Friday Frustrations: Branding, Thoughtfulness, Diversity

No one is obligated to sacrifice for your brand. Everything's transactional. If you're not expecting people to pay with currency, you're expecting their attention and time. No one should be more invested in your professional walk (or hustle, you dastardly entrepreneurs) than you are...because no one stands to benefit more than you.

Offering to pay people a pittance (without any other transfer of value) to perform labor you're unwilling or unable to is an issue of character. Expecting people to do the heavy lifting of mining your professional personality (company ethos) and abilities to further your agenda without any reciprocation is repulsive. To expect others to draw on their hard-earned experience, insight and limited time to solely advance your priorities is to admit that lack of consideration.

Don't know what options are available to you? Start at Google and hit the virtual ground runnin'. Do a search for all the Meetup groups that convene within 50 miles of your zip code. Go on LinkedIn and take a peek at the profiles of head honchos and everyday folks that you admire - reproduce their "sound" in your own voice. List the brands you feel loyal to and consider why you're drawn to what they elicit in you. Take a look at groups in your industry and figure out the role you want to play.

...then play it.

Tidbits: Freelancer's Union / Gary Vaynerchuk / Society of Grownups 

Sure, ideas aren't everything, but blind execution's sloppy...and costly. When we aren't reading articles about Millennials or women and girls in tech, we're looking over ones that aim to whip all of us into a do...do...doing frenzy by diminishing the value of ideas. It's rarely mentioned how a variety of experiences and vantage points that come from diverse teams will expose more complex needs...that will result in a need for more thoughtful communities.

I'll admit that being able to act is key; I'll add that it's only possible to consistently do well if you've taken time to reflect on your options and resources.

Mine your more pensive employees by hosting think tanks over lunch. Invite direct managers to chat with HR about their team dynamic so they can be aware of what's missing. Offer your wonderful people opportunities to draw on the fullness of their experience (their volunteerism, soft skills they might not have been hired for) and foster an environment of thoughtful people striving to do great things.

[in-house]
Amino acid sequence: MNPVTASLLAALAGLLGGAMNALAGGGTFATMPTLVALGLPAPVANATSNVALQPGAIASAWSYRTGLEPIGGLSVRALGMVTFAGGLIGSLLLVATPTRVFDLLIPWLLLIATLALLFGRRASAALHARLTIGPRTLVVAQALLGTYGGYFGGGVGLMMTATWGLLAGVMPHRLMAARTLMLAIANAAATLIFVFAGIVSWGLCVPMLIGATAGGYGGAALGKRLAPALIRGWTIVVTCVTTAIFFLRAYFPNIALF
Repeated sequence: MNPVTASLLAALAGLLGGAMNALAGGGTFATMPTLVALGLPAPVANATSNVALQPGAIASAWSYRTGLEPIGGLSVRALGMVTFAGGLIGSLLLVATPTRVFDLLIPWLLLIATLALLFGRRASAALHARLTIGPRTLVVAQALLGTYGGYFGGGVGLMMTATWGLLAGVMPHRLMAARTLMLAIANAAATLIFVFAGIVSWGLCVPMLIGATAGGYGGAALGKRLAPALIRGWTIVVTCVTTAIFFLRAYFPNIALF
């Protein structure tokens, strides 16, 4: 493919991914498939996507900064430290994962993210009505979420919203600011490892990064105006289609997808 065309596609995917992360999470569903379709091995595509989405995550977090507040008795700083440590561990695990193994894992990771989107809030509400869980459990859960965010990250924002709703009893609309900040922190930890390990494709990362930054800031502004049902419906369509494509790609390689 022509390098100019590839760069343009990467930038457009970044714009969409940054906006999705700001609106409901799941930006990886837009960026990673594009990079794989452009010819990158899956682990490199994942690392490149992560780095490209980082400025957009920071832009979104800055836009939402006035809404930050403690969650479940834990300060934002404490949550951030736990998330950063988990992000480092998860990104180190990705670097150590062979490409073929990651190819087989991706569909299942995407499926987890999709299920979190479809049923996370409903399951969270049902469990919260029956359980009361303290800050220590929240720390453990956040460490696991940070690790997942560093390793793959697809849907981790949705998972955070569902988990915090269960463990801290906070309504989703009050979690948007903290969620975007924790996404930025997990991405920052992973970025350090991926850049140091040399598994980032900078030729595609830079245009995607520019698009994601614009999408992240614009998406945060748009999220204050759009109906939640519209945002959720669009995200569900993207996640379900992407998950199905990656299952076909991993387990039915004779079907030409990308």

Sometimes opportunities to innovate are missed because they're disguised as thoughtful consideration.

Tidbits: Levi Baer Consulting / "It's All in the Cards: Work Lessons in Spades"

Hiring a diverse team is not a Herculean task (so it shouldn't feel like one). When I recruited and managed teams, I took note of individual character, communication style and ability...and whether the combination fell in line with the company's identity, needs and goals. I don't suggest that people hire to create a family dynamic - bring members into the fold as if we're in the trenches. 

In any industry, we're up against competitors, the weak links in our own company culture, and mediocrity on an individual and company-wide level. That all hands on deck approach to working requires both vocal extroverts and discerning introverts, it requires Relationship Managers with the understanding that parenthood grants tempered by the bright eyes and blunt hunger of the interns.

These days, I hear predominately- and all-white or male companies sheepishly admit the lack of diversity while they wring their hands and set 1% increase goals. It's akin to indiscriminately reading literature of the Western canon and creating a Goodreads queue of amazing works by women and people of color without ever reading them. We spend time on the things we prioritize...no matter what the goal, how you act will betray those priorities.

When you learn to value ability and insight more than preserving unchecked biases and set standards that aren't driven by comfort and the need for familiarity, you will have a more diverse team.

Tidbit: Kristy Tillman: "The Problem with 'Diversity and Inclusion' Roles"